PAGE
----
Now that we’ve Made Sense of the U.S. Census ZCTA ARC/INFO Ungenerate (ASCII) files in Part 1 of this series, we are ready to import the U.S Census ZCTA Zip Code data into a database. In Part 2, we’ll create database tables and import the Zip Code Boundary data into those tables in a MS SQL 2005 database.
Create SQL 2005/2008 Database Tables
First lets create a couple database tables to hold all the Zip Code boundary data. One table will hold the ZipCodes, the other will hold all the Boundary Points for each Zip Code.
The table scheme is as follows:
ZipCode ID - uniqueidentifier ZipCode - char(5)
ZipCodeBoundary ID - uniqueidentifier ZipCodeID - uniqueidentifier IslandID - int Latitude - float Longitude - float SortOrder - int
Here’s a couple things to not about the ZipCodeBoundary talble:
- The *IslandID* field numbers each "island" or "zone" for that spefic zipcode's boundary. An island is an area within the zipcode that is omitted from the zipcode, or an island of land that is to be included within the zipcode that doens't physically thouch the main part of the boundary. The main boundary is going to have an IslandID value of 0 (zero).
- The *SortOrder *field numbers each boundary row in the order they appeared in the ARC/INFO Ungenerate (ASCII) file.
Here’s the SQL code for creating these tables. For this article, I created these tables in a database named ZipCodeBoundaries.
USE [ZipCodeBoundaries] GO /****** Object: Table [dbo].[ZipCode] Script Date: 06/24/2008 15:40:28 ******/ SET ANSI_NULLS ON GO SET QUOTED_IDENTIFIER ON GO SET ANSI_PADDING ON GO CREATE TABLE [dbo].[ZipCode]( [ID] [uniqueidentifier] NOT NULL, [ZipCode] [char](5) COLLATE SQL_Latin1_General_CP1_CI_AS NOT NULL, CONSTRAINT [PK_ZipCode] PRIMARY KEY CLUSTERED ( [ID] ASC )WITH (PAD_INDEX = OFF, STATISTICS_NORECOMPUTE = OFF, IGNORE_DUP_KEY = OFF, ALLOW_ROW_LOCKS = ON, ALLOW_PAGE_LOCKS = ON) ON [PRIMARY] ) ON [PRIMARY] GO SET ANSI_PADDING OFF GO /****** Object: Table [dbo].[ZipCodeBoundary] Script Date: 06/24/2008 15:40:43 ******/ CREATE TABLE [dbo].[ZipCodeBoundary]( [ID] [uniqueidentifier] NOT NULL, [ZipCodeID] [uniqueidentifier] NOT NULL, [IslandID] [int] NULL, [Latitude] [float] NULL, [Longitude] [float] NULL, [SortOrder] [int] NULL, CONSTRAINT [PK_ZipCodeBoundary] PRIMARY KEY CLUSTERED ( [ID] ASC )WITH (PAD_INDEX = OFF, STATISTICS_NORECOMPUTE = OFF, IGNORE_DUP_KEY = OFF, ALLOW_ROW_LOCKS = ON, ALLOW_PAGE_LOCKS = ON) ON [PRIMARY] ) ON [PRIMARY]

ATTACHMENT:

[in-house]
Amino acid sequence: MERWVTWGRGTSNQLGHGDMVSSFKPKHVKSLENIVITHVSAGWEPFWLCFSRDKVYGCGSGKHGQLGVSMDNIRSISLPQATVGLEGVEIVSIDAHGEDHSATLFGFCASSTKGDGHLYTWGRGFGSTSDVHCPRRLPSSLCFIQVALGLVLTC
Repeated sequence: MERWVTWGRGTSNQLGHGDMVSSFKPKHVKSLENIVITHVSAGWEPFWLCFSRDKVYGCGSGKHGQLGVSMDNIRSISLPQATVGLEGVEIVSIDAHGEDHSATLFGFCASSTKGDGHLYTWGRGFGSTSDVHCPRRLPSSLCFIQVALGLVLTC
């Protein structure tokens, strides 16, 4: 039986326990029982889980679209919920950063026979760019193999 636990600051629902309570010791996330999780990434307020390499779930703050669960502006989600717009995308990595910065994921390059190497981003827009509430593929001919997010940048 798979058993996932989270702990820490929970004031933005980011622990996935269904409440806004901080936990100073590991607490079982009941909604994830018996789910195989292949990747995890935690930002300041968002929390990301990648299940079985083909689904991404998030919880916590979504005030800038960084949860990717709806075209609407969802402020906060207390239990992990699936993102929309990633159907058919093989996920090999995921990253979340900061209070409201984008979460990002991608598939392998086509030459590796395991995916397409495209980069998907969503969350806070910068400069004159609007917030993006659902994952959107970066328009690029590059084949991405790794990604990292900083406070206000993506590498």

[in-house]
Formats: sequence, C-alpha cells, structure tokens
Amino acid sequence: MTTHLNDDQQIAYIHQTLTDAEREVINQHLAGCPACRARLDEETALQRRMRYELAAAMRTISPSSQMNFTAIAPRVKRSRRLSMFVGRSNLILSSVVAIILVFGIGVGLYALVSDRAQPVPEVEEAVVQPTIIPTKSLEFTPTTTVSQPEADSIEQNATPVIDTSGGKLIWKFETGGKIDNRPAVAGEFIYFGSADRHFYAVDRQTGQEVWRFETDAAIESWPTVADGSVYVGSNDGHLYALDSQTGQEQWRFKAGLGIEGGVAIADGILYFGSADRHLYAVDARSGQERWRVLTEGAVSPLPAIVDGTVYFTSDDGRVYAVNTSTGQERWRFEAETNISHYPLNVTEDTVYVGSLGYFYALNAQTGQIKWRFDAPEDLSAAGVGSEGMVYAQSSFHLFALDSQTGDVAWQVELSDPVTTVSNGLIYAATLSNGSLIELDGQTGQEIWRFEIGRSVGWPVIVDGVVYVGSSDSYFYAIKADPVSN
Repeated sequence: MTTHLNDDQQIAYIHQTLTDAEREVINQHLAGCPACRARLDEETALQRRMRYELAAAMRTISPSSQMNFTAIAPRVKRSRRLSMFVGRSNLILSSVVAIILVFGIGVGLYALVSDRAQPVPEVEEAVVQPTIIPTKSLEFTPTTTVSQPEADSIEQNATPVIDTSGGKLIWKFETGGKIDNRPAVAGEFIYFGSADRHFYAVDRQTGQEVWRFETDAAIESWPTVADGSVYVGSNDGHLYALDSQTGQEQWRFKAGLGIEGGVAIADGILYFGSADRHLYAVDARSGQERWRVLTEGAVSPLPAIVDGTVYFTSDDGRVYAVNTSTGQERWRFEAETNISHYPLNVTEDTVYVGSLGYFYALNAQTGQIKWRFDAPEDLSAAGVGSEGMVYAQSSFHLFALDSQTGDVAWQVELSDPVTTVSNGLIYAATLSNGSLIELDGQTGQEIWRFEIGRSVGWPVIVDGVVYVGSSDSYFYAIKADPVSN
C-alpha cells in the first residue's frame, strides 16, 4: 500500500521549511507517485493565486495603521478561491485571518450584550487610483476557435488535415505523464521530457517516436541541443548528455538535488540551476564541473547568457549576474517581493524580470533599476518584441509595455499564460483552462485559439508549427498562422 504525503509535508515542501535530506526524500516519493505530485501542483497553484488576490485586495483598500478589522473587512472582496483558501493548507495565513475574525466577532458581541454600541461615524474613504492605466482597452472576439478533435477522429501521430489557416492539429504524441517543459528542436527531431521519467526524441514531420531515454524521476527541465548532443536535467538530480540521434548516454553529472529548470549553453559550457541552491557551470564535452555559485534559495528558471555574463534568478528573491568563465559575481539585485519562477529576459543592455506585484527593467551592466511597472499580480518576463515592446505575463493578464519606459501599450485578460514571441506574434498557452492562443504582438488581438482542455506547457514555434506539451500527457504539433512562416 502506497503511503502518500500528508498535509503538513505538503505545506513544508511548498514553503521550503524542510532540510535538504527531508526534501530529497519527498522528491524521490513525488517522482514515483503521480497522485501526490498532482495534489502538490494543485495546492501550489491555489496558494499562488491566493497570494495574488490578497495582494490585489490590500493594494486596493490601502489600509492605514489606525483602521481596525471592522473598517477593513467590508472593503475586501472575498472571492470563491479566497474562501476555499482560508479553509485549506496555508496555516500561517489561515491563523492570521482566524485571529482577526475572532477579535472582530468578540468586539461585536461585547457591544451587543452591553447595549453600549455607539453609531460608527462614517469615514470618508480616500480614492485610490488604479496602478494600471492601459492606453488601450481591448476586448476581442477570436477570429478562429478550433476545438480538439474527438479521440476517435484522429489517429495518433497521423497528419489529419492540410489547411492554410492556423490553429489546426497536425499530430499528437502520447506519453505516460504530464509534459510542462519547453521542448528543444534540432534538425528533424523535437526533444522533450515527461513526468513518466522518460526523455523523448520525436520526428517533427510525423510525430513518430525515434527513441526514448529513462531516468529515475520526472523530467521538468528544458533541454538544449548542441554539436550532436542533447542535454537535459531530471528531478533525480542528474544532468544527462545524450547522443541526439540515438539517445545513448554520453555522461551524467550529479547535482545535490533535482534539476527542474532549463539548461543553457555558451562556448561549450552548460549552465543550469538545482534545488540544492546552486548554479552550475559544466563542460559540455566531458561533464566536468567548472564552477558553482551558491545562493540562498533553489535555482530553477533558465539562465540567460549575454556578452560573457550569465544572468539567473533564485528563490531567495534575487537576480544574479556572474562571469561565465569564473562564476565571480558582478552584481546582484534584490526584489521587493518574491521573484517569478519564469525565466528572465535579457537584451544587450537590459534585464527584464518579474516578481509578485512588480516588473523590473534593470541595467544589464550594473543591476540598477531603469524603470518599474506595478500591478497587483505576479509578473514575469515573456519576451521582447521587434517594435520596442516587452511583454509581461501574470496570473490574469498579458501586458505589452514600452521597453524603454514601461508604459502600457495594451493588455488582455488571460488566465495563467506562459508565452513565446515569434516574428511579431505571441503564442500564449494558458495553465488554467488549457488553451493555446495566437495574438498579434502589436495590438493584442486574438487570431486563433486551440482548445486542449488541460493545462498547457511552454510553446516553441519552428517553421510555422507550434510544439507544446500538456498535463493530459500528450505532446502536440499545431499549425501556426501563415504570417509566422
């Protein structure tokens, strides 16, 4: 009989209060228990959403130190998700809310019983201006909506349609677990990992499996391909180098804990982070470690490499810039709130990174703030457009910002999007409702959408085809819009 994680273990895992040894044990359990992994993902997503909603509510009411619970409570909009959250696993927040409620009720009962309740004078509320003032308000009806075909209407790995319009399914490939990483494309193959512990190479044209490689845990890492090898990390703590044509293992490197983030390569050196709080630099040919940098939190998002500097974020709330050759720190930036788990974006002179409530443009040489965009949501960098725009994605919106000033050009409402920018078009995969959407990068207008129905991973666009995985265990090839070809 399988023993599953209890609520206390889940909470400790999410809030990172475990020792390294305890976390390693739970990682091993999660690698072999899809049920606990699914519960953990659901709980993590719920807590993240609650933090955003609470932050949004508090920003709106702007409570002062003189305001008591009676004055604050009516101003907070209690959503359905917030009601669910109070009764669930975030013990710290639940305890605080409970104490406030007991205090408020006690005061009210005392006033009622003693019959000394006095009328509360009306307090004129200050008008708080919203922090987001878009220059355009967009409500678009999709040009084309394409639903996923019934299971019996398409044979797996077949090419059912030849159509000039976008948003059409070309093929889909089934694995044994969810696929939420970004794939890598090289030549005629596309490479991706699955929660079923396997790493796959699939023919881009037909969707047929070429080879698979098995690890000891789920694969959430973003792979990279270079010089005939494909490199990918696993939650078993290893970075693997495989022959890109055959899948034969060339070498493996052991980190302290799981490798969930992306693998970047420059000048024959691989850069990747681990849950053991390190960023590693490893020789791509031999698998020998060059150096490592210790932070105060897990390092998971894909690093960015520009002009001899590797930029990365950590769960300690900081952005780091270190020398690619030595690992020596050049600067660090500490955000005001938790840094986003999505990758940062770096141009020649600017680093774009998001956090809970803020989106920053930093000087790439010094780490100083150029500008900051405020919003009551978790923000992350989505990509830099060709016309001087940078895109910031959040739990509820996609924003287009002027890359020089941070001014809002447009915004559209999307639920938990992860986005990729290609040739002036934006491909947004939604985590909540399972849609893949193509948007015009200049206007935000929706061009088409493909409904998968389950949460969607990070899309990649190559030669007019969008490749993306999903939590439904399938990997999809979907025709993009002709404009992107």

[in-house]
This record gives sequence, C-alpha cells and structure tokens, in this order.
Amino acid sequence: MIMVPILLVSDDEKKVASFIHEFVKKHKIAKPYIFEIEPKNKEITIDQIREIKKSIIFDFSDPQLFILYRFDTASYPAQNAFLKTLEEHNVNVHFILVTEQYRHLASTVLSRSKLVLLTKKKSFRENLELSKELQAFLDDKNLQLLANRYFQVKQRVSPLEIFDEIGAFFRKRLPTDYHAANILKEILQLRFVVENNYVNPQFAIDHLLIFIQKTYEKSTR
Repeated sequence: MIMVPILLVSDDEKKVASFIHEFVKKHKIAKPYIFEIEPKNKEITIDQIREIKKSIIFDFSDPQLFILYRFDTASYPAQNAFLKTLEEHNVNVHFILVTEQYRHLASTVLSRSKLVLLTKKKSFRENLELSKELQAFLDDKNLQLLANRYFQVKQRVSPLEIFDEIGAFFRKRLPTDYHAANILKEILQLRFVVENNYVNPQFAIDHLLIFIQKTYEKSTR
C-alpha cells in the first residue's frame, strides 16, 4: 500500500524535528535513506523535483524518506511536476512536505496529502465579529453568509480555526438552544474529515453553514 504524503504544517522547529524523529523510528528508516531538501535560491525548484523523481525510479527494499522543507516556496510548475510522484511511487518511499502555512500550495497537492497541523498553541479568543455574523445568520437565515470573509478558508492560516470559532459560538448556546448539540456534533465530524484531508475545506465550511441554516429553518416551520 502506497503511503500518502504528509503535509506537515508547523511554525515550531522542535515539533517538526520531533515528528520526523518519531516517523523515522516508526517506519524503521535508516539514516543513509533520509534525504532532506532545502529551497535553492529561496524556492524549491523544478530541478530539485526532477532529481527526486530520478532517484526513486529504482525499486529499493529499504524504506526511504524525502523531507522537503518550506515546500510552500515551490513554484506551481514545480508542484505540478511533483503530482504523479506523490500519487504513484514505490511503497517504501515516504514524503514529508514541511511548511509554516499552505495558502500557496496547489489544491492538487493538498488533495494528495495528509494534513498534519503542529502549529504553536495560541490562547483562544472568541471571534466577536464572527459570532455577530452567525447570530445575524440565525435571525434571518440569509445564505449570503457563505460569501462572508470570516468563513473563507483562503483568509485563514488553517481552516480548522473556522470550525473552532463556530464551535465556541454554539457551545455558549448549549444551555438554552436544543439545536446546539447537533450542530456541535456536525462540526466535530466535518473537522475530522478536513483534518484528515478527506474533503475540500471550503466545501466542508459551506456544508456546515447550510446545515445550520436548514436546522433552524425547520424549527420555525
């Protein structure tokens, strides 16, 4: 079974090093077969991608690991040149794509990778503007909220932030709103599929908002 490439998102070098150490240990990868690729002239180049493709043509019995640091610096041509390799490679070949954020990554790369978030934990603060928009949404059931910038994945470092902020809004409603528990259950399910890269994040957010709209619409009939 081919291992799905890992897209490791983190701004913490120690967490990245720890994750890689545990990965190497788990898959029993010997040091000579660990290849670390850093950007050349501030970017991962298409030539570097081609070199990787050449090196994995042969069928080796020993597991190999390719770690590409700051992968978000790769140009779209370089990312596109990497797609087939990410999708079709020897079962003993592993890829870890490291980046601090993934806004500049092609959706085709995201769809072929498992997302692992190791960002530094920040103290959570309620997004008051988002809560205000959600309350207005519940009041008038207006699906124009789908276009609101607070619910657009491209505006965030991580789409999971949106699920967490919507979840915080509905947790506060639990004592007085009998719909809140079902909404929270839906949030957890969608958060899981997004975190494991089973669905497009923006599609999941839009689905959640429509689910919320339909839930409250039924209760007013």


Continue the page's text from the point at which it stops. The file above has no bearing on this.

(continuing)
Import Data Into Database Tables
To make things easier, I wrote a small utility that reads in the “a.dat.csv” and “.dat.csv” files generated in Part 1 of this series and imports the data into the table defined above. One thing to note when importing the data from these file (and the original ARC/INFO Ungenerate (ASCII) files) is that each set of files starts numbering the ZipCodes at 1. So when importing into the database we much give each Zip Code a unique ID (in this article I’m using GUID’s for this) and setting that ID correctly for each of the Zip Code Boundary Points.
Download the Import Utility: ImportARCINFOASCIIToSql05Database.zip (15.18 kb)
Remember, that when running this utility, it can take awhile to import ALL the ZipCode Boundary data for the entire country.
Note, this example utility has the connection string hard coded in the Form1.cs code file. Don’t forget to change it to point to your database, unless you create your database on the local SQL Express instance and name it “ZipCodeBoundaries” like I do in this article.
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